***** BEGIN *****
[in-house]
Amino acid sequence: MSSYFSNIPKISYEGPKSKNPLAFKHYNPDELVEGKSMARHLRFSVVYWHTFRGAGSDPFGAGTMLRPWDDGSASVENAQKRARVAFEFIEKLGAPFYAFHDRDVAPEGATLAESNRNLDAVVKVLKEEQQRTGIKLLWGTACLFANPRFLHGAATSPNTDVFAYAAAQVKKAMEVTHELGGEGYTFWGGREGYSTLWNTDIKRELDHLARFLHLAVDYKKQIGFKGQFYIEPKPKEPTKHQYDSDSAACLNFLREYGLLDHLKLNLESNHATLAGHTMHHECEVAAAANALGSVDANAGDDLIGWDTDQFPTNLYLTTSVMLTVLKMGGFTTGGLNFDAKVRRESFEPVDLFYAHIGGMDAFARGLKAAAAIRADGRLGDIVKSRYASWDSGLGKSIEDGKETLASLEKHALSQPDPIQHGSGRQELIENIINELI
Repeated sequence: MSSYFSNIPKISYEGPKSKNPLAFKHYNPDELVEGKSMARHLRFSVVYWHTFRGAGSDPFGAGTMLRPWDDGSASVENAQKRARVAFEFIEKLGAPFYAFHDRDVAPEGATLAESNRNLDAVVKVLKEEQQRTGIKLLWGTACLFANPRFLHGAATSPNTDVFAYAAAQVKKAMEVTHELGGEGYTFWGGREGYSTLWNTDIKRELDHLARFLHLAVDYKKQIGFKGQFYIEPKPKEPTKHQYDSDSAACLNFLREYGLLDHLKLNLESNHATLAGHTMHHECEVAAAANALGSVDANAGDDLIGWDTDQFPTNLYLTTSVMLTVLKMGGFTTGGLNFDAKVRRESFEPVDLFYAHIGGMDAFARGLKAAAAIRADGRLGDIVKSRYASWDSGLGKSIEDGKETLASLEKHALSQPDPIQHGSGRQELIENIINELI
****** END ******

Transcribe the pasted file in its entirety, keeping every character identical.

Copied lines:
[in-house]
Amino acid sequence: MSSYFSNIPKISYEGPKSKNPLAFKHYNPDELVEGKSMARHLRFSVVYWHTFRGAGSDPFGAGTMLRPWDDGSASVENAQKRARVAFEFIEKLGAPFYAFHDRDVAPEGATLAESNRNLDAVVKVLKEEQQRTGIKLLWGTACLFANPRFLHGAATSPNTDVFAYAAAQVKKAMEVTHELGGEGYTFWGGREGYSTLWNTDIKRELDHLARFLHLAVDYKKQIGFKGQFYIEPKPKEPTKHQYDSDSAACLNFLREYGLLDHLKLNLESNHATLAGHTMHHECEVAAAANALGSVDANAGDDLIGWDTDQFPTNLYLTTSVMLTVLKMGGFTTGGLNFDAKVRRESFEPVDLFYAHIGGMDAFARGLKAAAAIRADGRLGDIVKSRYASWDSGLGKSIEDGKETLASLEKHALSQPDPIQHGSGRQELIENIINELI
Repeated sequence: MSSYFSNIPKISYEGPKSKNPLAFKHYNPDELVEGKSMARHLRFSVVYWHTFRGAGSDPFGAGTMLRPWDDGSASVENAQKRARVAFEFIEKLGAPFYAFHDRDVAPEGATLAESNRNLDAVVKVLKEEQQRTGIKLLWGTACLFANPRFLHGAATSPNTDVFAYAAAQVKKAMEVTHELGGEGYTFWGGREGYSTLWNTDIKRELDHLARFLHLAVDYKKQIGFKGQFYIEPKPKEPTKHQYDSDSAACLNFLREYGLLDHLKLNLESNHATLAGHTMHHECEVAAAANALGSVDANAGDDLIGWDTDQFPTNLYLTTSVMLTVLKMGGFTTGGLNFDAKVRRESFEPVDLFYAHIGGMDAFARGLKAAAAIRADGRLGDIVKSRYASWDSGLGKSIEDGKETLASLEKHALSQPDPIQHGSGRQELIENIINELI